American Crystal Sugar Co.: Back to negotiations
As a steady stream of beet trucks passed the American Crystal Sugar Co. plant in East Grand Forks, workers on picket duty expressed cautious optimism that their union and company management can find some common ground when mediated negotiations resume today -- the 85th day of the lockout."I hope they both sit down and negotiate this time," said Jay Sorum, a 22-year veteran of the plant last week. "That means both sides actually working it out. It can't just be throwing one thing out and then fold your arms. They have to negotiate."
Sorum, who was holding a sign that read, "It's time to negotiate," said he thinks if both sides come to the table willing to negotiate, they can come to an agreement.
"I hope both sides settle sometime soon," said Dave Gilleland, who has been picketing four times a week, four hours at a stretch. "This is really getting old. When it gets cold out here, it won't be good."
Gilleland said the approximately 1,300 locked-out workers in union-represented positions at the company's five Red River Valley plants and two other sites in Minnesota and Iowa are anxious to return to work. However, he said, "we don't want to sign anything that makes us go backwards."
Talks between management and the Bakery, Confectionery, Tobacco Workers and Grain Millers International Union in late August failed to yield any progress. Both sides have said recently that they hope for a resolution to the costly and divisive impasse.
The company locked employees out Aug. 1 when the contract covering union-represented workers expired. Union members rejected the company's final contract offer two days before the lockout. The locked-out workers have been replaced by contracted temporary replacement workers. American Crystal has also brought in extra contracted security personnel as union members continue to picket outside the plants.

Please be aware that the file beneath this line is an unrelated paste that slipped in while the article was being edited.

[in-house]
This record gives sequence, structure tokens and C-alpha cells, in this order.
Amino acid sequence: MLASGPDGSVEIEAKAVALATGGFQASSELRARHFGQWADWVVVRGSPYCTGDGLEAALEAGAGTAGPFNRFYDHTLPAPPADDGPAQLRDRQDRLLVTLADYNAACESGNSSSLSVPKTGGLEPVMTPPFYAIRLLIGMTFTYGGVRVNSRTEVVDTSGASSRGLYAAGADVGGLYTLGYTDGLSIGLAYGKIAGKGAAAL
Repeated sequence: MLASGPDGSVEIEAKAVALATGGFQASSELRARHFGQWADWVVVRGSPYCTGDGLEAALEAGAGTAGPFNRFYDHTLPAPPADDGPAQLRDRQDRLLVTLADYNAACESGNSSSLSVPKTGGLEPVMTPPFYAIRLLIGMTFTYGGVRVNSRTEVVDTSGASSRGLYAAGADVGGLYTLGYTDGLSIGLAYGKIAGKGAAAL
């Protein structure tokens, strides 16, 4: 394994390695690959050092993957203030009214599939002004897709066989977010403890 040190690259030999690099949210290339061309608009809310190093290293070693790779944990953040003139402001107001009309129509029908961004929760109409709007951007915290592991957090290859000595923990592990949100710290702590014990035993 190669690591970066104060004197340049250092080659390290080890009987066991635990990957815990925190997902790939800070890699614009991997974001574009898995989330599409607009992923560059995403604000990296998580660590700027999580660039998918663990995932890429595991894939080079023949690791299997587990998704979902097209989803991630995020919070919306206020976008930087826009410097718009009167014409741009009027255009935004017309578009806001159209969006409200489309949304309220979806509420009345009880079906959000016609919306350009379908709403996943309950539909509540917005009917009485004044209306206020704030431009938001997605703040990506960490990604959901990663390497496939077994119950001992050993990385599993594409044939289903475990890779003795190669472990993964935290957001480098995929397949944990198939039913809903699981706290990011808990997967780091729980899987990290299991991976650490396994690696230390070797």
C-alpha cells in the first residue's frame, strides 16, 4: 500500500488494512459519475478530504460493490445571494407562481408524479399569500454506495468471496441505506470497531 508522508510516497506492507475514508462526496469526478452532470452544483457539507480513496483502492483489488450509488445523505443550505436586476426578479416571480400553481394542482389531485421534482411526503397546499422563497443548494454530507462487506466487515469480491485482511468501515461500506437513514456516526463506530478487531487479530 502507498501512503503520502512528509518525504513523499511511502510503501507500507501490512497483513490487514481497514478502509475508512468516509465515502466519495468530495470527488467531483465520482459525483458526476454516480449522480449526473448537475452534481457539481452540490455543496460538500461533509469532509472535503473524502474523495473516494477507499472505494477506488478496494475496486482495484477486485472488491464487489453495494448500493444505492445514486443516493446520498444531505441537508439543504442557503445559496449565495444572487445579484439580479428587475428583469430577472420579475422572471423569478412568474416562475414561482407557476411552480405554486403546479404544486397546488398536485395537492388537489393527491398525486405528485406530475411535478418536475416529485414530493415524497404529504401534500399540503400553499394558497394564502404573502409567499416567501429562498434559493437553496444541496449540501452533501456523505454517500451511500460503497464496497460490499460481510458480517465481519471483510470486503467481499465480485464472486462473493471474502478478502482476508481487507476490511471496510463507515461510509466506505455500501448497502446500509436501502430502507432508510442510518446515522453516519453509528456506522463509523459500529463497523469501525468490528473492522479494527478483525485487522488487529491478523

John Riskey, president and business manager of the union's 167G local that represents workers at the East Grand Forks, Drayton, N.D., and Moorhead plants, said recently he hopes to hold "serious negotiations." He said the union planned to present proposals offering "significant" movement from previous union positions.
Brian Ingulsrud, company vice president for administration, said American Crystal would negotiate in good faith. He indicated he expects the union to make significant movement from its previous positions.
"I want to go back to work," said Sorum. "I think the company and the growers need us back at work."
Given the financial strain of the lockout, some workers have taken other jobs or are looking for other work.
Workers on the picket line said most locked out workers have remained united in their desire to see the lockout through.
"We're just kind of waiting," said Jon Radakovich on the picket line. "There's a lot of uncertainty that you deal with. But for me and the people I see out on the picket line and talk with, there is solidarity. We haven't wavered."
Nearly all of American Crystal Sugar Co.'s 37 receiving stations have closed, and have stockpiled their last sugar beets, signaling the end of harvest in that area.
The factory yards in East Grand Forks, Crookston and Drayton, N.D., remain open, as well as a handful of outlying piling stations, according to the company's website Sunday afternoon.
The Moorhead factory yard, near the corporate headquarters, closed Friday.
Only a few acres of beets among the 440,000 acres scheduled to be harvested, remain to be topped and lifted.
Herald reporter Stephen J. Lee contributed to this report. The Grand Forks Herald and the Bemidji Pioneer are both owned by Forum Communications Co.